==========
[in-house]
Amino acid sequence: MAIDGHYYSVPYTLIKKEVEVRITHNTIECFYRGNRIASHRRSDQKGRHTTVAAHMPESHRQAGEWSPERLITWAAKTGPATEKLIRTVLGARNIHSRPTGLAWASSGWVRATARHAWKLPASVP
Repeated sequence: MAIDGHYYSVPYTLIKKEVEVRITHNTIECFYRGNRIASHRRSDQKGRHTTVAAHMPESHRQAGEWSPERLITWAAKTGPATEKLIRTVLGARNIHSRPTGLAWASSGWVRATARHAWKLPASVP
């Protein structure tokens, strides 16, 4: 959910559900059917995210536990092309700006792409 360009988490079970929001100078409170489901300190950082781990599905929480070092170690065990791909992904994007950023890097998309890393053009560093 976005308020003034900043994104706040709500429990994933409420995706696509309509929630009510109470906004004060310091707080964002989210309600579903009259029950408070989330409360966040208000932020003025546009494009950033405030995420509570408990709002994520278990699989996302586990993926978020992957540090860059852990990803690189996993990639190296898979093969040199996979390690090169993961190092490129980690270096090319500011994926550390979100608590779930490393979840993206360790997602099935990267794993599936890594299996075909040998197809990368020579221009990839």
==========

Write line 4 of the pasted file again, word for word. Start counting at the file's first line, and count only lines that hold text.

């Protein structure tokens, strides 16, 4: 959910559900059917995210536990092309700006792409 360009988490079970929001100078409170489901300190950082781990599905929480070092170690065990791909992904994007950023890097998309890393053009560093 976005308020003034900043994104706040709500429990994933409420995706696509309509929630009510109470906004004060310091707080964002989210309600579903009259029950408070989330409360966040208000932020003025546009494009950033405030995420509570408990709002994520278990699989996302586990993926978020992957540090860059852990990803690189996993990639190296898979093969040199996979390690090169993961190092490129980690270096090319500011994926550390979100608590779930490393979840993206360790997602099935990267794993599936890594299996075909040998197809990368020579221009990839």